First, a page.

The brains of modern dog breeds are larger than those of ancient breeds

The brains of modern dog breeds are larger than those of ancient breeds
Modern dog breeds that are genetically more distant from wolves have a relatively larger brain size compared to ancient breeds that are thousands of years old, according to the findings of Hungarian and Swedish researchers. The increase in brain size cannot be attributed to the roles or life history characteristics of the breeds, suggesting that it is likely influenced by urbanization and a more complex social environment.

Even today, the known four hundred dog breeds have developed relatively quickly and exhibit great diversity, making them a treasure trove for researchers interested in rapid changes within a species. Scientists have long been curious about the factors that affect brain size because the human brain is unusually large in comparison to body size. Comparing the various dog breeds can help answer some questions.

Is there a correlation between brain size and the specific tasks for which a breed was bred? Are there differences, for example, between lap dogs and hunting dogs? Or is it more influenced by life expectancy and the challenges of offspring rearing? What we know for certain is that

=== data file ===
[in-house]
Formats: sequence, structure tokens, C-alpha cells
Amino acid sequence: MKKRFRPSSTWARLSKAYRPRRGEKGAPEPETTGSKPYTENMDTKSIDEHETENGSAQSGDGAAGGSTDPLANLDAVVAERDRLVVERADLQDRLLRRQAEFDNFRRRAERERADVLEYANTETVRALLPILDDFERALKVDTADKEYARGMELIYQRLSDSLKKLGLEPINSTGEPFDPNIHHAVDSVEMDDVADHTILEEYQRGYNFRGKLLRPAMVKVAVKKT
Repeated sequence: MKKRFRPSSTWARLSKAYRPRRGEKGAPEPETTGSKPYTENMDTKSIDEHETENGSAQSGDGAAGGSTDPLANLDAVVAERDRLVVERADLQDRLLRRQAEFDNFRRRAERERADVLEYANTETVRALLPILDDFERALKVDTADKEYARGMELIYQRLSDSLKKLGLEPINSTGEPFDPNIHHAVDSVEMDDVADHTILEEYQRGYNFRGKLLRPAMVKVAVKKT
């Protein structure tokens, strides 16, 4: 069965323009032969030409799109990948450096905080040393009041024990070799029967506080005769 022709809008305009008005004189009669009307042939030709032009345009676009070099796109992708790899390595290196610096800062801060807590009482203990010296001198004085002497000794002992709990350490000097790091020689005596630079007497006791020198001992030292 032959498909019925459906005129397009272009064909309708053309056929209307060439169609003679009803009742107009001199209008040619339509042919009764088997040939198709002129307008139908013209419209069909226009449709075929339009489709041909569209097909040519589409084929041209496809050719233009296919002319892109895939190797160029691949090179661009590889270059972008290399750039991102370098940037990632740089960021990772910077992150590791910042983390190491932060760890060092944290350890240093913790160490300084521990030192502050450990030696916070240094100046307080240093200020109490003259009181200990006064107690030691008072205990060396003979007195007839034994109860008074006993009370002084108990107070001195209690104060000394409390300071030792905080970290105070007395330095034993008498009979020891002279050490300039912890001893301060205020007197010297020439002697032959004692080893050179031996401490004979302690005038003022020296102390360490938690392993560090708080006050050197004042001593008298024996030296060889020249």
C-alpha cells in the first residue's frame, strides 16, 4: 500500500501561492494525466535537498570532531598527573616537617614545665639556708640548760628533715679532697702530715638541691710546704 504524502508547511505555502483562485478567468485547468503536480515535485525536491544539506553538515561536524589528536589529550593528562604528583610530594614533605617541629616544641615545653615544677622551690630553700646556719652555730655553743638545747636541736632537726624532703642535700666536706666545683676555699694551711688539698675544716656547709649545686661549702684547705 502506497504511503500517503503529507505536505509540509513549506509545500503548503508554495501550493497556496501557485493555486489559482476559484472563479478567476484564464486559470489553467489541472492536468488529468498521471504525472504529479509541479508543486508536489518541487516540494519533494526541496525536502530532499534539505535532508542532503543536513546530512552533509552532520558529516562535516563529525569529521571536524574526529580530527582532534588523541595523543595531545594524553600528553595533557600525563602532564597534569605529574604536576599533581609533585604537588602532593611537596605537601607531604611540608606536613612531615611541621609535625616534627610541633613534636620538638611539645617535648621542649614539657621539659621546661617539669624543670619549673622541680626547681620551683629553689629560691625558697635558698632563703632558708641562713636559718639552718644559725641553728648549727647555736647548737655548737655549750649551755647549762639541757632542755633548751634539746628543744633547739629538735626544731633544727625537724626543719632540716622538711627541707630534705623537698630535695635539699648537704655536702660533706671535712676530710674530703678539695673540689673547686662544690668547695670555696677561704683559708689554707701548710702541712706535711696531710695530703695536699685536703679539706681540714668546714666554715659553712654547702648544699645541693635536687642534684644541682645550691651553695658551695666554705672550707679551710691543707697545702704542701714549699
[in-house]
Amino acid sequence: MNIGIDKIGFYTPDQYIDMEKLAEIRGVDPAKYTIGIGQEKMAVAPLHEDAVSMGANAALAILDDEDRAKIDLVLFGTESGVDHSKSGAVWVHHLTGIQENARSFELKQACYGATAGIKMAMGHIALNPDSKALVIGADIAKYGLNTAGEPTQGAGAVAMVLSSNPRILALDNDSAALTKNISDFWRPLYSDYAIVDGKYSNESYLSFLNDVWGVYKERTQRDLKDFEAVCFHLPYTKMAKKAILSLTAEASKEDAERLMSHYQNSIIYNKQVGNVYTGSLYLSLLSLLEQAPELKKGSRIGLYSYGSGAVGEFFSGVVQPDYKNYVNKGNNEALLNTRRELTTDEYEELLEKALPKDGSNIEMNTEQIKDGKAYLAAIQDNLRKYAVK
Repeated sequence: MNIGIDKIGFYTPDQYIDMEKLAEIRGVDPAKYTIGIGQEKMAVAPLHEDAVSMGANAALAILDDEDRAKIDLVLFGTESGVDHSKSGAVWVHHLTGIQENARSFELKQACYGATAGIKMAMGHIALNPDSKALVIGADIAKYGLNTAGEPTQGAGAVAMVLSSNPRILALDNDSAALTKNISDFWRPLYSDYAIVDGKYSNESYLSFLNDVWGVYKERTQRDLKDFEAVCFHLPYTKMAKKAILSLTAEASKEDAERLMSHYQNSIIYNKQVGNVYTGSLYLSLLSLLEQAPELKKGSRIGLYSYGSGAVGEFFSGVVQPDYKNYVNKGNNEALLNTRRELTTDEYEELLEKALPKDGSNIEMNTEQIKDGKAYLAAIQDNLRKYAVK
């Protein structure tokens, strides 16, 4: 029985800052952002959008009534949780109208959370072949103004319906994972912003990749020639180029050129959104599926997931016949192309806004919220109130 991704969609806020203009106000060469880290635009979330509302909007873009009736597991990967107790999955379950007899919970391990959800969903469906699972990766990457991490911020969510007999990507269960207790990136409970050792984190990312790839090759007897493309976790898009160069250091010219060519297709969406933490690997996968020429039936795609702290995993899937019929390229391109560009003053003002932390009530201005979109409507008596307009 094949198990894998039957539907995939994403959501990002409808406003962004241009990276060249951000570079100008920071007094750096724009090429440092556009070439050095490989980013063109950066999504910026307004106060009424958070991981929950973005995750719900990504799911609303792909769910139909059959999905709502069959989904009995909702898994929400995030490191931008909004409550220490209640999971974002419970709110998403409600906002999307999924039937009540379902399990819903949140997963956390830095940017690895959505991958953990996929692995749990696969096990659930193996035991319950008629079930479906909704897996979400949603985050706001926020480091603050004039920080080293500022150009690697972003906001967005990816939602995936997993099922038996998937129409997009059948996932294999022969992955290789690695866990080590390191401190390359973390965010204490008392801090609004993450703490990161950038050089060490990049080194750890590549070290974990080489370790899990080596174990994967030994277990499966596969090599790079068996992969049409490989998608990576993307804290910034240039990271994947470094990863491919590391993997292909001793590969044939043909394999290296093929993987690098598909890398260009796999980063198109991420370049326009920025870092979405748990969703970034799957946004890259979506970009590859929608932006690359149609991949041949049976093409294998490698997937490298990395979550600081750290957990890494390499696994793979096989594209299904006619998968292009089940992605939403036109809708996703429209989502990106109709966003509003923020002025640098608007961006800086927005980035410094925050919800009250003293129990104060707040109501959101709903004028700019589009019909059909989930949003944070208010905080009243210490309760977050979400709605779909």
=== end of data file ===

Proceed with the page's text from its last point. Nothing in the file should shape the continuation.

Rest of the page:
thinking and cognitive processes require a lot of energy, and maintaining a larger brain is costly.

 László Zsolt Garamszegi, an evolutionary biologist at the Ecological Research Centre in Hungary, has been studying the evolution of brain size for a long time. "The brains of domesticated animals can be up to twenty percent smaller than those of their wild ancestors. The likely reason for this is that the lives of domesticated species are simpler compared to those of their wild counterparts. In the safe environment provided by humans, there is no need to fear predator attacks or hunt for food. Therefore, there is no need to sustain the energetically costly large brain, and the freed-up energy can be directed towards other purposes, such as producing more offspring, which is important for domesticated animals.”


Niclas Kolm, at  Stockholm University, focuses on brain evolution and the link between variation in brain morphology and behaviour. “Different dog breeds live in varying levels of social complexity and perform complex tasks, which likely require a larger brain capacity. Therefore, we hypothesize that the selective pressures on the brain can vary within the dog species, and we may find differences in brain size among breeds based on the tasks they perform or their genetic distance from wolves."

This is the first comprehensive study regarding the brain size of different dog breeds, and its preparation took several decades.

tervueren and wolf cub (photo: Bence Járdány)



Tibor Csörgő, a senior research fellow at the Department of Anatomy, Cell and Developmental Biology at Eötvös Loránd University (ELTE), has been collecting skulls for decades. CT scans of the skulls were performed by Medicopus Nonprofit Ltd. in Kaposvár.